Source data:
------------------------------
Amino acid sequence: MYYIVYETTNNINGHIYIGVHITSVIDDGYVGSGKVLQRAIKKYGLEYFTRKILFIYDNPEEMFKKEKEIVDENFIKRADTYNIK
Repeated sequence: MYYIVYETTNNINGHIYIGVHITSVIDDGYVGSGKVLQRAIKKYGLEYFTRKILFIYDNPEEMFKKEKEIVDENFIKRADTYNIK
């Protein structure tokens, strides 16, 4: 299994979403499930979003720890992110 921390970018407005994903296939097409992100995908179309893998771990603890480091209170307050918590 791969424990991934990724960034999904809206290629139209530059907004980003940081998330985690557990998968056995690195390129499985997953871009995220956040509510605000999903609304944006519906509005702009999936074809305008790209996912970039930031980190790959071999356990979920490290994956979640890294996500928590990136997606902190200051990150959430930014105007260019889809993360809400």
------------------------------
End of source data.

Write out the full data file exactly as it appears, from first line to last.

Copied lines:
Amino acid sequence: MYYIVYETTNNINGHIYIGVHITSVIDDGYVGSGKVLQRAIKKYGLEYFTRKILFIYDNPEEMFKKEKEIVDENFIKRADTYNIK
Repeated sequence: MYYIVYETTNNINGHIYIGVHITSVIDDGYVGSGKVLQRAIKKYGLEYFTRKILFIYDNPEEMFKKEKEIVDENFIKRADTYNIK
């Protein structure tokens, strides 16, 4: 299994979403499930979003720890992110 921390970018407005994903296939097409992100995908179309893998771990603890480091209170307050918590 791969424990991934990724960034999904809206290629139209530059907004980003940081998330985690557990998968056995690195390129499985997953871009995220956040509510605000999903609304944006519906509005702009999936074809305008790209996912970039930031980190790959071999356990979920490290994956979640890294996500928590990136997606902190200051990150959430930014105007260019889809993360809400």